On Wednesday, the Somali government held a high-level forum on the practice of female genital mutilation (FGM), a first in a country where approximately 98 percent of all women between the ages of 15 and 49 have undergone the procedure. Although FGM was made unconstitutional in Somalia in 2012, no bills have been passed to ban its practice. At the forum, speaking before religious leaders, politicians, and women’s groups, Somali attorney general Ahmed Ali Dahir said that would have to change. “We need to specifically fight FGM,” Dahir said. “We need an enabling law.”
The Somali prime minister’s adviser on gender issues, Ifrah Ahmed, has been named by some as the driving force behind the unprecedented gathering — which took place despite a suicide bombing occurring near the original venue. “The conference showed me how strong the ties are to practising FGM,” said Ahmed of the forum, “but there is hope — government support and action are vital to begin the change we need to start moving away from the practice.”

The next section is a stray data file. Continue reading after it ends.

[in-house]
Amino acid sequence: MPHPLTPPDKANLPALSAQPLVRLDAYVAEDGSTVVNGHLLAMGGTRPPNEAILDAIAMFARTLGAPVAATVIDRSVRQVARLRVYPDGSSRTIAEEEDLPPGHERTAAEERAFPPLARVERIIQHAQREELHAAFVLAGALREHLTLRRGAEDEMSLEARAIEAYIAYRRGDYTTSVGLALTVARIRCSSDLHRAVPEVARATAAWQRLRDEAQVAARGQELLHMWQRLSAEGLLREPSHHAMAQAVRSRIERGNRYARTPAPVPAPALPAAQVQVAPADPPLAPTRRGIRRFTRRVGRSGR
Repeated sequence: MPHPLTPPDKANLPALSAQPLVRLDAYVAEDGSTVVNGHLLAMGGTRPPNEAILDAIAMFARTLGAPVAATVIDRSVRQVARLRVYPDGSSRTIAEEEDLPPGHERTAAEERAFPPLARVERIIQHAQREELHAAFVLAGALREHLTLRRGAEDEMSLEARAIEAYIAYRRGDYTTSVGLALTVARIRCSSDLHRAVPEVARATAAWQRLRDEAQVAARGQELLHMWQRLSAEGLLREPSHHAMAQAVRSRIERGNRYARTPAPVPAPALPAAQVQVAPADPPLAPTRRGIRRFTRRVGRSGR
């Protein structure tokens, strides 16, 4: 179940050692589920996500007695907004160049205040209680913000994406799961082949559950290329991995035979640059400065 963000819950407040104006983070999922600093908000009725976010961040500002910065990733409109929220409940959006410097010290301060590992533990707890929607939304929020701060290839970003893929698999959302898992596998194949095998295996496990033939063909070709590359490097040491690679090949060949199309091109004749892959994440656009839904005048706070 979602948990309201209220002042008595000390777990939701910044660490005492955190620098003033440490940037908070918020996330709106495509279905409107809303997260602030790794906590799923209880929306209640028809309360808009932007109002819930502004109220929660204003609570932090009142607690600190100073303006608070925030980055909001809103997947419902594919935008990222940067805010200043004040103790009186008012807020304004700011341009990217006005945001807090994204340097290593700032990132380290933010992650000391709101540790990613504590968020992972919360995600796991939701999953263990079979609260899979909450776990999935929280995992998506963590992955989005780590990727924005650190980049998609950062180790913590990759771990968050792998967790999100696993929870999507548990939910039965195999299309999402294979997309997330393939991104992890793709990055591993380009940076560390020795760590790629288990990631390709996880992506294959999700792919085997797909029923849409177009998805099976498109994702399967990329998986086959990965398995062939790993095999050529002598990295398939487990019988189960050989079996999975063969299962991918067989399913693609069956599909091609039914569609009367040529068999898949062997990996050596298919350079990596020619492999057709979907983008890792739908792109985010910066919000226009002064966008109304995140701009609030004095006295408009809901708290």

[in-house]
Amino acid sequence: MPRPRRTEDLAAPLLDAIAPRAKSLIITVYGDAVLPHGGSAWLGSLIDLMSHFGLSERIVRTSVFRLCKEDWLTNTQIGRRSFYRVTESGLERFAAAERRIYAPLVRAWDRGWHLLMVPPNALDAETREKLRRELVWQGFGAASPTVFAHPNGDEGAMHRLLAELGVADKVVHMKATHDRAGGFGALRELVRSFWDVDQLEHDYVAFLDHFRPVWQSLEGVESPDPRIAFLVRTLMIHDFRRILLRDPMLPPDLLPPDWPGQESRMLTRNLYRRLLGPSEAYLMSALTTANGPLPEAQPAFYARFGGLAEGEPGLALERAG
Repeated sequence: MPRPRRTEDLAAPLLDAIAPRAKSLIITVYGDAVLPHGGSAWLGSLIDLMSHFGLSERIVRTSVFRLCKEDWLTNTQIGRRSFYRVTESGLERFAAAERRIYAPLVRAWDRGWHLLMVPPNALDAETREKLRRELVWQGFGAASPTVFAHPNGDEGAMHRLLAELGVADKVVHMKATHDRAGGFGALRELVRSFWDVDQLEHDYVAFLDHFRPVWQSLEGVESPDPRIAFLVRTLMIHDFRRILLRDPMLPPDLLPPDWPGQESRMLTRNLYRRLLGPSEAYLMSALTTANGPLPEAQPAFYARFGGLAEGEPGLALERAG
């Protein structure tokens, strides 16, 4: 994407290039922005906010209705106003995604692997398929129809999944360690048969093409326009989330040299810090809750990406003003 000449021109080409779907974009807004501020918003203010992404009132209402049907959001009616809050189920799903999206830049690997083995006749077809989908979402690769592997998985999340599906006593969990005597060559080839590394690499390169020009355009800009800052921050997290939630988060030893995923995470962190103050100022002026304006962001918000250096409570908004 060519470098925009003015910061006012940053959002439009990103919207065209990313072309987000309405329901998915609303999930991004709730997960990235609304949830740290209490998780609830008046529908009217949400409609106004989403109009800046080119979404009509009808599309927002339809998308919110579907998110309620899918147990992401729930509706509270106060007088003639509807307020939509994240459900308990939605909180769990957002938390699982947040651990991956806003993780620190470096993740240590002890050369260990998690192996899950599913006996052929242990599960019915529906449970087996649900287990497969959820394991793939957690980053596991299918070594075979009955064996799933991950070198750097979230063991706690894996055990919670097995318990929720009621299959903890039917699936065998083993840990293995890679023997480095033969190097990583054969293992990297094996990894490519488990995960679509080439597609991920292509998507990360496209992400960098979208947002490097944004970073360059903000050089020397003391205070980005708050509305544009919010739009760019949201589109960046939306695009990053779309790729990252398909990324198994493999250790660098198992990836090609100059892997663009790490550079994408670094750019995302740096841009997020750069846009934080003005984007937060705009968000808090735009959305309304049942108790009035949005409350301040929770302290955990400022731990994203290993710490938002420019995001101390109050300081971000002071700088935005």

The minister of religious affairs, Abdulkahdir Sheikh Ali Baghdad, also called for an end to FGM, suggesting that the practice is un-Islamic. “It is forbidden to cut … a girl because it is like any other part of the body,” argued the minister. ” … If you abuse it, it is like you have abused any other part and I will not be ashamed to say it.”
Read the full story at The Guardian.